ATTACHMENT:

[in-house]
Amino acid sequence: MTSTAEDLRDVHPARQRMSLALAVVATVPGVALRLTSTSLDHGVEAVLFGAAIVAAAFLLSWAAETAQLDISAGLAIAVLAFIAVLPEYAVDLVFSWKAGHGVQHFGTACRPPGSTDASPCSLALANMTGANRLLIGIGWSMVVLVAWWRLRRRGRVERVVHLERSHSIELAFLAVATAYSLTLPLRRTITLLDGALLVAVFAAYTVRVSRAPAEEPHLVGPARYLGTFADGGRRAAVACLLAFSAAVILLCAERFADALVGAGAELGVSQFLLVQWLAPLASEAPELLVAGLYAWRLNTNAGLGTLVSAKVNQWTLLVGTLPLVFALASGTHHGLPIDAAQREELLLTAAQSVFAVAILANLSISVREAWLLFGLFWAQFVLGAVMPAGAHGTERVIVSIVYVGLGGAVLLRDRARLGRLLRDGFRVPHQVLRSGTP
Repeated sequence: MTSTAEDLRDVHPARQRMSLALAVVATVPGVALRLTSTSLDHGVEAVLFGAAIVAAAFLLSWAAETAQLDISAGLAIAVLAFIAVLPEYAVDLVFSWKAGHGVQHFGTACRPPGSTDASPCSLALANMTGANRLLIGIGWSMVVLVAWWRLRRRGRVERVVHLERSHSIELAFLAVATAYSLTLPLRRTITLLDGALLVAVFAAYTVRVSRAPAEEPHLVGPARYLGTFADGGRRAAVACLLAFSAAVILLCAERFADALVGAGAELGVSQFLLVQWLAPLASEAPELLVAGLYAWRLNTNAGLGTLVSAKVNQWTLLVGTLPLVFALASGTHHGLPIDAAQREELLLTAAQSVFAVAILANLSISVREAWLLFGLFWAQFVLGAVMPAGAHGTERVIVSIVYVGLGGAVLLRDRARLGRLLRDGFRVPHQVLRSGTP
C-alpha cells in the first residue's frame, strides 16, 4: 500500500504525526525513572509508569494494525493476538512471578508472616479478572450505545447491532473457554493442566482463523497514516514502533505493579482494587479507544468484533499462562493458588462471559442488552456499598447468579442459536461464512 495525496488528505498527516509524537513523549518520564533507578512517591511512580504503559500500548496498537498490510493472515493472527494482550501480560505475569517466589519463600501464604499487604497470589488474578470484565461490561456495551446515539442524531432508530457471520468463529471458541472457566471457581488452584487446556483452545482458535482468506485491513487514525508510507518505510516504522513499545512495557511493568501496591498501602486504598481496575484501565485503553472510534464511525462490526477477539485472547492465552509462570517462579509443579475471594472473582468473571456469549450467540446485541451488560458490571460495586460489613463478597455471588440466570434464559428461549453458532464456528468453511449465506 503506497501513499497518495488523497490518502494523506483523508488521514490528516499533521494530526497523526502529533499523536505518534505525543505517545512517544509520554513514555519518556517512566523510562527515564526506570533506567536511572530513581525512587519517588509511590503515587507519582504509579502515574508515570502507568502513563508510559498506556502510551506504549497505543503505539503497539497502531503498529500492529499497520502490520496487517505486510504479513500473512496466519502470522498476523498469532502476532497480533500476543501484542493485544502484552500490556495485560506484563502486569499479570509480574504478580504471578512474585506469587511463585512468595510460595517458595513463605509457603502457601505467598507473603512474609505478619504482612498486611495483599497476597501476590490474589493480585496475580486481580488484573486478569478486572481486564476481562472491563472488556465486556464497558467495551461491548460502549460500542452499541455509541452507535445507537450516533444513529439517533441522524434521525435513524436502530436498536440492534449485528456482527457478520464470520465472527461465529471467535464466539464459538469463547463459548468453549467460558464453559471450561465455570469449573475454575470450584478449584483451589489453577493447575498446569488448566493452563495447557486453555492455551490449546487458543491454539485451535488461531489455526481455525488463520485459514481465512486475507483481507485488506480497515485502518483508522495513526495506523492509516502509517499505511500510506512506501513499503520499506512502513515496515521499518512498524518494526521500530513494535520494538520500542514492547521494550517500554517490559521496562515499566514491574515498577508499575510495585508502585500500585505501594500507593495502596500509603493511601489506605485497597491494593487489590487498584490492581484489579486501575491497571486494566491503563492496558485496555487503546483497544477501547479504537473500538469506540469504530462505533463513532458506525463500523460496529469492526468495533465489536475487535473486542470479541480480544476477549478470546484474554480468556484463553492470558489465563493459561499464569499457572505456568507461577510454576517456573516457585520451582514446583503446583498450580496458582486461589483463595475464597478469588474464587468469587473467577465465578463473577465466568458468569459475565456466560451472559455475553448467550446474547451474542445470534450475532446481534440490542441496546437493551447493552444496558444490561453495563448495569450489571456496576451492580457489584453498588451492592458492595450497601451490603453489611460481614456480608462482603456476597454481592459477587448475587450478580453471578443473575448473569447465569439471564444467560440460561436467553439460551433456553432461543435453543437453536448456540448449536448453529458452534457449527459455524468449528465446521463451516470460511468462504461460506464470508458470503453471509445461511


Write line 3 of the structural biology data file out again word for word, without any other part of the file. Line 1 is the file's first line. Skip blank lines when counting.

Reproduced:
Repeated sequence: MTSTAEDLRDVHPARQRMSLALAVVATVPGVALRLTSTSLDHGVEAVLFGAAIVAAAFLLSWAAETAQLDISAGLAIAVLAFIAVLPEYAVDLVFSWKAGHGVQHFGTACRPPGSTDASPCSLALANMTGANRLLIGIGWSMVVLVAWWRLRRRGRVERVVHLERSHSIELAFLAVATAYSLTLPLRRTITLLDGALLVAVFAAYTVRVSRAPAEEPHLVGPARYLGTFADGGRRAAVACLLAFSAAVILLCAERFADALVGAGAELGVSQFLLVQWLAPLASEAPELLVAGLYAWRLNTNAGLGTLVSAKVNQWTLLVGTLPLVFALASGTHHGLPIDAAQREELLLTAAQSVFAVAILANLSISVREAWLLFGLFWAQFVLGAVMPAGAHGTERVIVSIVYVGLGGAVLLRDRARLGRLLRDGFRVPHQVLRSGTP